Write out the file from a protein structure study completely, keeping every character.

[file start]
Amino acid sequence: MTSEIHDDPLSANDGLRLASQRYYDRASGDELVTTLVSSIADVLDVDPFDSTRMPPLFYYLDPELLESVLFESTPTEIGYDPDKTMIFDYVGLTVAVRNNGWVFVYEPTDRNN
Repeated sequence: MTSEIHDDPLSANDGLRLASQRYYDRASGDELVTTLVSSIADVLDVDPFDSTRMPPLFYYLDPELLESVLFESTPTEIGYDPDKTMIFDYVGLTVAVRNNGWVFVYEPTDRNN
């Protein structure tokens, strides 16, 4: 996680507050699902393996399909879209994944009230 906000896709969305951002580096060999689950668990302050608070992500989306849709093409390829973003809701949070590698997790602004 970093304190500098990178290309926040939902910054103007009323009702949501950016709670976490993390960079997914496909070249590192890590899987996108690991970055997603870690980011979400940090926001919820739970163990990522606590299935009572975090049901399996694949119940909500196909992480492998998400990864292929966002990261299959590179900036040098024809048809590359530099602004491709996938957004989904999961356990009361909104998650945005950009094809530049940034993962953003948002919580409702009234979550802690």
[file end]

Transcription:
Amino acid sequence: MTSEIHDDPLSANDGLRLASQRYYDRASGDELVTTLVSSIADVLDVDPFDSTRMPPLFYYLDPELLESVLFESTPTEIGYDPDKTMIFDYVGLTVAVRNNGWVFVYEPTDRNN
Repeated sequence: MTSEIHDDPLSANDGLRLASQRYYDRASGDELVTTLVSSIADVLDVDPFDSTRMPPLFYYLDPELLESVLFESTPTEIGYDPDKTMIFDYVGLTVAVRNNGWVFVYEPTDRNN
């Protein structure tokens, strides 16, 4: 996680507050699902393996399909879209994944009230 906000896709969305951002580096060999689950668990302050608070992500989306849709093409390829973003809701949070590698997790602004 970093304190500098990178290309926040939902910054103007009323009702949501950016709670976490993390960079997914496909070249590192890590899987996108690991970055997603870690980011979400940090926001919820739970163990990522606590299935009572975090049901399996694949119940909500196909992480492998998400990864292929966002990261299959590179900036040098024809048809590359530099602004491709996938957004989904999961356990009361909104998650945005950009094809530049940034993962953003948002919580409702009234979550802690």